Cloud computing differs from traditional outsourcing because in the latter model, it is still very much standalone computing — either you take your server and put in someone else’s data center, or you have a MSP managing your devices. In many cases, you know exactly where your data/host is and what resources, if any, you share with others. Cloud computing decouples data from infrastructure and obscures low-level operational details, such as where your data is and how it’s replicated. Multitenancy, while it is rarely used in traditional IT outsourcing, is almost a given in cloud computing services. These differences give rise to a unique set of security and privacy issues that not only impact users’ risk management practices, but have also stimulated a fresh evaluation of legal issues in areas such as compliance, auditing, and eDiscovery.
I’ve had many conversations recently with IT security and compliance professionals about cloud security, and the universal concern seems to be that there is a lack of visibility and standards across cloud providers. Users of cloud services are therefore left to fend for themselves, especially in terms of understanding and addressing security risks associated with outsourcing to the cloud.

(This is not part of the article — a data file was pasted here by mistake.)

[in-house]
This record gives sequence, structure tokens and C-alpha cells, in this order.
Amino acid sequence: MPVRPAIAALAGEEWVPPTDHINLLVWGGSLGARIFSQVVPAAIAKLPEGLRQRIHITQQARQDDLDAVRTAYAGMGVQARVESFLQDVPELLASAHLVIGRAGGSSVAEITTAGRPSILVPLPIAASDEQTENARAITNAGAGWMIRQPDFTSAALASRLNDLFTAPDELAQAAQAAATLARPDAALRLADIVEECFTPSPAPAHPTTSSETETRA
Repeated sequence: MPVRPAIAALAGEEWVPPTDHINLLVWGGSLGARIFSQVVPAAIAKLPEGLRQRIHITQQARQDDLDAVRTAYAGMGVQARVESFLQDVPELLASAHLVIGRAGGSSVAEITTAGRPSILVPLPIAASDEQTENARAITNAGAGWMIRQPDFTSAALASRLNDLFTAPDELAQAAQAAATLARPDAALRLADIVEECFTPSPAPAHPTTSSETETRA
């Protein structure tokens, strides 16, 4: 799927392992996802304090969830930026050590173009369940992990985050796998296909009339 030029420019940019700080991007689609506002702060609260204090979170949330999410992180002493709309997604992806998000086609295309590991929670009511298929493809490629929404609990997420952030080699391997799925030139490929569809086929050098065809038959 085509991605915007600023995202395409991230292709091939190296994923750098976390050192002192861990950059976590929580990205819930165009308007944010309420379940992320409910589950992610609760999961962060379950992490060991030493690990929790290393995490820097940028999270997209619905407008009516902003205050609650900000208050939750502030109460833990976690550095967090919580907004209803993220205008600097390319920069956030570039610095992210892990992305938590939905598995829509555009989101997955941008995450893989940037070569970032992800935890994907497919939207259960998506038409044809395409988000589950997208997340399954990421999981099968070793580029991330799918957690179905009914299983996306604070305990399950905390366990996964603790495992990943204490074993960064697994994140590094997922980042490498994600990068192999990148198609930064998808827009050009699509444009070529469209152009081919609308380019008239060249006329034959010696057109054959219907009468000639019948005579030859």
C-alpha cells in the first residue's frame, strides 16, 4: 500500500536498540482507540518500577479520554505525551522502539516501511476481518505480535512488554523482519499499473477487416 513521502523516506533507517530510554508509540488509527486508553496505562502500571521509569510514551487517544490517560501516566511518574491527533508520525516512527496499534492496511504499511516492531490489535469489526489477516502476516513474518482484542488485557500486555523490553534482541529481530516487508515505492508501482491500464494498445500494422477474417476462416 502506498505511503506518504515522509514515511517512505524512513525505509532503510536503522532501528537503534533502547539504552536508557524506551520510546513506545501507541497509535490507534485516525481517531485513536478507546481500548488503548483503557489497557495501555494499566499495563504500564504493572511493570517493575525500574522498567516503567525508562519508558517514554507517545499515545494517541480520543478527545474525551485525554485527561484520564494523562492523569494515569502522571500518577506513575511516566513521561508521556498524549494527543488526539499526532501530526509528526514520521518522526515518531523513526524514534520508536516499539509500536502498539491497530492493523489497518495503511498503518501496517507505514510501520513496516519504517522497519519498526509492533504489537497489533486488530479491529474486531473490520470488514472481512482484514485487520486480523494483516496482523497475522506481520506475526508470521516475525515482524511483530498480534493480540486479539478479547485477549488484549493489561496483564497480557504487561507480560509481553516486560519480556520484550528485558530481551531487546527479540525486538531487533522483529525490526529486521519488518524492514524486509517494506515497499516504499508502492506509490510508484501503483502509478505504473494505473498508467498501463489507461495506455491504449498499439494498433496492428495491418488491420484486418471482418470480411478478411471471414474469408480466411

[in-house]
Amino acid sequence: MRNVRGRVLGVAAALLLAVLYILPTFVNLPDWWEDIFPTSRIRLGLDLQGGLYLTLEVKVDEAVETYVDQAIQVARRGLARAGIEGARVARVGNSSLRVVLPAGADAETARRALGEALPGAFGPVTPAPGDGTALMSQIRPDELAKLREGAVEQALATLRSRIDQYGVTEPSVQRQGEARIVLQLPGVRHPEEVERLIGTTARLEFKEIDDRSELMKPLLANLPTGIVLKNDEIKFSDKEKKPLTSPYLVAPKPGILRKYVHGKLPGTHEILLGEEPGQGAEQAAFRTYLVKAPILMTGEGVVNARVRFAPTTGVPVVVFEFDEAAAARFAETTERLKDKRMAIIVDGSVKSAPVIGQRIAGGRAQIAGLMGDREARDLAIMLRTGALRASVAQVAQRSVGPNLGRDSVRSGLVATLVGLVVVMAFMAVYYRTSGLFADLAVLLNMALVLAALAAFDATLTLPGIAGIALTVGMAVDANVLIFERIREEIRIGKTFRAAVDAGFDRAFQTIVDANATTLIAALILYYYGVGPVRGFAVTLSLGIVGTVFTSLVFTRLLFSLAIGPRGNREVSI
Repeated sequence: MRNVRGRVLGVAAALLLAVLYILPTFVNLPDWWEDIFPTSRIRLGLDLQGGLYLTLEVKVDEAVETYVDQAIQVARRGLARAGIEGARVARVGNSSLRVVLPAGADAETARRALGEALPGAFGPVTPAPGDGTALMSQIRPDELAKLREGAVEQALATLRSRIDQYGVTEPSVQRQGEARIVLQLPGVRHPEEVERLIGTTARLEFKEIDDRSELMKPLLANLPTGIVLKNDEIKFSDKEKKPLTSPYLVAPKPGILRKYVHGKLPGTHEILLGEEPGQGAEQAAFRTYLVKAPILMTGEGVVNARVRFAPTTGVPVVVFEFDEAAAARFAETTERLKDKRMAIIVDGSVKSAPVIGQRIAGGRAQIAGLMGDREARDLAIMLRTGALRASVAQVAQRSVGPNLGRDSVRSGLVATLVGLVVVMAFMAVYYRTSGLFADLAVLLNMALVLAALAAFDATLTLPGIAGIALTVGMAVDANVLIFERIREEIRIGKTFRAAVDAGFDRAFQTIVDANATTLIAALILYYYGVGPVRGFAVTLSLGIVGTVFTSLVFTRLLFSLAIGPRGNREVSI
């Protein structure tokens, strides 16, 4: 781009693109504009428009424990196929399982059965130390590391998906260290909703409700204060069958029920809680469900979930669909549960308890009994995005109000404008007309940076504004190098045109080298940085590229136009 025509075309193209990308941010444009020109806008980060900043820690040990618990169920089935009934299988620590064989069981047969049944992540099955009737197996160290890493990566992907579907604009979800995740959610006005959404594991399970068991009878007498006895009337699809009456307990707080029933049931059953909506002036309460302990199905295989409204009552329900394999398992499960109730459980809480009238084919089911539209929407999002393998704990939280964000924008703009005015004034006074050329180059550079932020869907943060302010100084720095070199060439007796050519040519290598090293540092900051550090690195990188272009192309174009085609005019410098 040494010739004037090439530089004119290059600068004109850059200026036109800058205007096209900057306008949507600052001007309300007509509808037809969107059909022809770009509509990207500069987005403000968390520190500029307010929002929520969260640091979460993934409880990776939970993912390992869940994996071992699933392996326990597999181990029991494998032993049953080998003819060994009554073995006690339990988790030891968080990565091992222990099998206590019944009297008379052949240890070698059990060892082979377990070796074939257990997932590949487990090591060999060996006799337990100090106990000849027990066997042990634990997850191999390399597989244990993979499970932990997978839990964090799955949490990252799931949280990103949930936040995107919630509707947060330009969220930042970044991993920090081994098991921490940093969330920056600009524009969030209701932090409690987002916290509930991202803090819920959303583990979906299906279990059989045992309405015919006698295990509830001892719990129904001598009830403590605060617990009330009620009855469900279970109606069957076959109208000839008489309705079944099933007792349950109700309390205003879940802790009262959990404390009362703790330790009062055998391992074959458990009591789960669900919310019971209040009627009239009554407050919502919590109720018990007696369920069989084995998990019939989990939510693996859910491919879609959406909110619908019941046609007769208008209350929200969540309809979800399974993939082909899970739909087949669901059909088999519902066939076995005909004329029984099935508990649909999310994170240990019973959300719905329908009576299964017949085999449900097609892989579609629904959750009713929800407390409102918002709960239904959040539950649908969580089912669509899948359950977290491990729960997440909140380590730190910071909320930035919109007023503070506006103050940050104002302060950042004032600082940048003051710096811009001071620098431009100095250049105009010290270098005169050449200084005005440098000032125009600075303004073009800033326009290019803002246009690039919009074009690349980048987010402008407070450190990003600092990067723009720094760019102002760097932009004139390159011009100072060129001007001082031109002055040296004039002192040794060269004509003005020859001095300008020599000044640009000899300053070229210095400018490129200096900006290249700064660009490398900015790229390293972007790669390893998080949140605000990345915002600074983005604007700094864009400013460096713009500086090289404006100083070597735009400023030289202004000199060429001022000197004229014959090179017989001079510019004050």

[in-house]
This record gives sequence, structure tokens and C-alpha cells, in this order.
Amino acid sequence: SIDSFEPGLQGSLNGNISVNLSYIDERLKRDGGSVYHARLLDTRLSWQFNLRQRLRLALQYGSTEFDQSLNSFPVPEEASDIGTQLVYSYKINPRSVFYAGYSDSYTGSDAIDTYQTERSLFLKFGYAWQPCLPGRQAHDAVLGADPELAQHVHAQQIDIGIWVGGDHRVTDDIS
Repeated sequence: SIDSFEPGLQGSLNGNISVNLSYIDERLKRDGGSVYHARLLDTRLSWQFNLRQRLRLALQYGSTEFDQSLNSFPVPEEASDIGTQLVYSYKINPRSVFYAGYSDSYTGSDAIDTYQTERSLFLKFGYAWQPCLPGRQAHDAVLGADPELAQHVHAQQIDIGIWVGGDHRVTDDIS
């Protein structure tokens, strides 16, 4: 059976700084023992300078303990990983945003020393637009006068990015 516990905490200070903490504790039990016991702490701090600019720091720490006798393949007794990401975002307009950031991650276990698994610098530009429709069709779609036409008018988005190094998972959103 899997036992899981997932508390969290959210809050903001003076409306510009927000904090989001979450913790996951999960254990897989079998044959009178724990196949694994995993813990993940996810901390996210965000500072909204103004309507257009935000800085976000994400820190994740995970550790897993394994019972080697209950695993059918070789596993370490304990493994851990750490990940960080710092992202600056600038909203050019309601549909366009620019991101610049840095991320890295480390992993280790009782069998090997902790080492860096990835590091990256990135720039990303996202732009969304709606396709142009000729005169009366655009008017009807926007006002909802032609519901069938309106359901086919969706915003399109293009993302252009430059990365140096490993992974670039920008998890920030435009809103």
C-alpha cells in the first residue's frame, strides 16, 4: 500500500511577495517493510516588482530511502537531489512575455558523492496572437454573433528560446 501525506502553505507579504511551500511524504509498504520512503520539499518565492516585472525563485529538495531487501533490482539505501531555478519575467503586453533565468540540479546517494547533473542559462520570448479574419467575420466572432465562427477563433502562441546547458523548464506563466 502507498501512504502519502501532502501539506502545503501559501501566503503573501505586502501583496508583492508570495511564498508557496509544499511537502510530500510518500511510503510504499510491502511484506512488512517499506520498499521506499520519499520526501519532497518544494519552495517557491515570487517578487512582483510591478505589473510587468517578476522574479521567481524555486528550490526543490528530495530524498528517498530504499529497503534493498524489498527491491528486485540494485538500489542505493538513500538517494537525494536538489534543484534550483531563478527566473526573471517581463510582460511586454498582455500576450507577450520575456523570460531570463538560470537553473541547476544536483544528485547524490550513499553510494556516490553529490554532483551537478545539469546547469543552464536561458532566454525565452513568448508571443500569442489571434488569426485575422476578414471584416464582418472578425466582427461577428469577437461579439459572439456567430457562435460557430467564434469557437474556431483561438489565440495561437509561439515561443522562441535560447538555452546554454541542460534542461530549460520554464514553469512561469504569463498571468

As people spend more time consuming information digitally at home and at work, reliance on paper continues to decrease. But how far are we across the Digital Divide? In 1975, George E. Pake, then head of Xerox Corp.’s Palo Alto Research Center, predicted that in 1995 his office would be completely different: “There will be a TV-display terminal with keyboard sitting on his desk. I’ll be able to call up documents from my files on the screen, or by pressing a button. I can get my mail or any messages. I don’t know how much hard copy I’ll want in this world.”
Recently, Forrester surveyed a number of CIOs to collect benchmark data on staffing ratios and spending. This is a new initiative within Forrester and one that is not yet complete. We did this for three reasons:
Benchmark questions (called inquiries at Forrester) on staffing have become relatively common. Examples are “Can you tell us the average share of IT Staff as a % of total staff by organization size” and “Would you have specific spending figures for IT infrastructure?”.
This kind of data in conjunction with other data and analysis can identify problem areas.